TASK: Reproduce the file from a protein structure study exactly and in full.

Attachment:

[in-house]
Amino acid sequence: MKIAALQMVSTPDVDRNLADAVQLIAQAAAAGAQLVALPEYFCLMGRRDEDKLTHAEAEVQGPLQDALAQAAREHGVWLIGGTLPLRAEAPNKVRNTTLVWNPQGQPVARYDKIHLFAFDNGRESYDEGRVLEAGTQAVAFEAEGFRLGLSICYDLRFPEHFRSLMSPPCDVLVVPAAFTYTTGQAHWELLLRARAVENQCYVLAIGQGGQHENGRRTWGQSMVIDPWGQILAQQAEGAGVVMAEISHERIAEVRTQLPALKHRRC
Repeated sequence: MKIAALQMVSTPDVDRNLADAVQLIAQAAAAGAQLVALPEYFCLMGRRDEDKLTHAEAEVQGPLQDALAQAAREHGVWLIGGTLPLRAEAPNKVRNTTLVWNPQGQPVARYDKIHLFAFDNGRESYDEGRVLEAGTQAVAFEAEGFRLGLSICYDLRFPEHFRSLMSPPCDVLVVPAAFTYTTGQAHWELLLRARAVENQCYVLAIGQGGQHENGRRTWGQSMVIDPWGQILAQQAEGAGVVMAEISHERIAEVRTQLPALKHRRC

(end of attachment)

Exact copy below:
[in-house]
Amino acid sequence: MKIAALQMVSTPDVDRNLADAVQLIAQAAAAGAQLVALPEYFCLMGRRDEDKLTHAEAEVQGPLQDALAQAAREHGVWLIGGTLPLRAEAPNKVRNTTLVWNPQGQPVARYDKIHLFAFDNGRESYDEGRVLEAGTQAVAFEAEGFRLGLSICYDLRFPEHFRSLMSPPCDVLVVPAAFTYTTGQAHWELLLRARAVENQCYVLAIGQGGQHENGRRTWGQSMVIDPWGQILAQQAEGAGVVMAEISHERIAEVRTQLPALKHRRC
Repeated sequence: MKIAALQMVSTPDVDRNLADAVQLIAQAAAAGAQLVALPEYFCLMGRRDEDKLTHAEAEVQGPLQDALAQAAREHGVWLIGGTLPLRAEAPNKVRNTTLVWNPQGQPVARYDKIHLFAFDNGRESYDEGRVLEAGTQAVAFEAEGFRLGLSICYDLRFPEHFRSLMSPPCDVLVVPAAFTYTTGQAHWELLLRARAVENQCYVLAIGQGGQHENGRRTWGQSMVIDPWGQILAQQAEGAGVVMAEISHERIAEVRTQLPALKHRRC